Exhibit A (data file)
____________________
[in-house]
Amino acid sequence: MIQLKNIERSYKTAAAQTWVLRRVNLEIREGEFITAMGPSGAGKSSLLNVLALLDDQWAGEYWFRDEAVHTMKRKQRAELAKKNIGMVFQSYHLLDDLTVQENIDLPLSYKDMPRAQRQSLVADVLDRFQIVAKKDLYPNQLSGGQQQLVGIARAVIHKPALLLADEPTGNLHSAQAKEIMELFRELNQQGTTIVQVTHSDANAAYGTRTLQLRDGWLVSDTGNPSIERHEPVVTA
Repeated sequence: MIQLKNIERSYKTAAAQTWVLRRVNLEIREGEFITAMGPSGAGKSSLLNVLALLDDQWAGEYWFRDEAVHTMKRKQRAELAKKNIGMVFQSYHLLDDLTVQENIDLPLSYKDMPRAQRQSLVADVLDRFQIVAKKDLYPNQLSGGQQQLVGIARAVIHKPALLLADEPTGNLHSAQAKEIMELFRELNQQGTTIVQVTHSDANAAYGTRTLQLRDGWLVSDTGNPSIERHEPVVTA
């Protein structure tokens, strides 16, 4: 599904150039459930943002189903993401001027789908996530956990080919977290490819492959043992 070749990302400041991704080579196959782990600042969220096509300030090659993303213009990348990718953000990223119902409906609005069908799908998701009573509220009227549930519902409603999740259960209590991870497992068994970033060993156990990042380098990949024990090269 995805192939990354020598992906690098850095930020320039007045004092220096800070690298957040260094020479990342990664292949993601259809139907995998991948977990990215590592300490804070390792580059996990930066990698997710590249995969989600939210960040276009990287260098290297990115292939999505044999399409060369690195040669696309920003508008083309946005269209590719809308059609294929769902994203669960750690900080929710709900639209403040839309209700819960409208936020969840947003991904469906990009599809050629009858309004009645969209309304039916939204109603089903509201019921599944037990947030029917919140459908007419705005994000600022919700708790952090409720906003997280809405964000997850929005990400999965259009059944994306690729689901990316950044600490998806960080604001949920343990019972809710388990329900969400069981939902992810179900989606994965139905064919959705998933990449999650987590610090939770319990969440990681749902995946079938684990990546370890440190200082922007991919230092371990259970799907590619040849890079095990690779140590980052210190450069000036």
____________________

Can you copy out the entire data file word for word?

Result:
[in-house]
Amino acid sequence: MIQLKNIERSYKTAAAQTWVLRRVNLEIREGEFITAMGPSGAGKSSLLNVLALLDDQWAGEYWFRDEAVHTMKRKQRAELAKKNIGMVFQSYHLLDDLTVQENIDLPLSYKDMPRAQRQSLVADVLDRFQIVAKKDLYPNQLSGGQQQLVGIARAVIHKPALLLADEPTGNLHSAQAKEIMELFRELNQQGTTIVQVTHSDANAAYGTRTLQLRDGWLVSDTGNPSIERHEPVVTA
Repeated sequence: MIQLKNIERSYKTAAAQTWVLRRVNLEIREGEFITAMGPSGAGKSSLLNVLALLDDQWAGEYWFRDEAVHTMKRKQRAELAKKNIGMVFQSYHLLDDLTVQENIDLPLSYKDMPRAQRQSLVADVLDRFQIVAKKDLYPNQLSGGQQQLVGIARAVIHKPALLLADEPTGNLHSAQAKEIMELFRELNQQGTTIVQVTHSDANAAYGTRTLQLRDGWLVSDTGNPSIERHEPVVTA
């Protein structure tokens, strides 16, 4: 599904150039459930943002189903993401001027789908996530956990080919977290490819492959043992 070749990302400041991704080579196959782990600042969220096509300030090659993303213009990348990718953000990223119902409906609005069908799908998701009573509220009227549930519902409603999740259960209590991870497992068994970033060993156990990042380098990949024990090269 995805192939990354020598992906690098850095930020320039007045004092220096800070690298957040260094020479990342990664292949993601259809139907995998991948977990990215590592300490804070390792580059996990930066990698997710590249995969989600939210960040276009990287260098290297990115292939999505044999399409060369690195040669696309920003508008083309946005269209590719809308059609294929769902994203669960750690900080929710709900639209403040839309209700819960409208936020969840947003991904469906990009599809050629009858309004009645969209309304039916939204109603089903509201019921599944037990947030029917919140459908007419705005994000600022919700708790952090409720906003997280809405964000997850929005990400999965259009059944994306690729689901990316950044600490998806960080604001949920343990019972809710388990329900969400069981939902992810179900989606994965139905064919959705998933990449999650987590610090939770319990969440990681749902995946079938684990990546370890440190200082922007991919230092371990259970799907590619040849890079095990690779140590980052210190450069000036």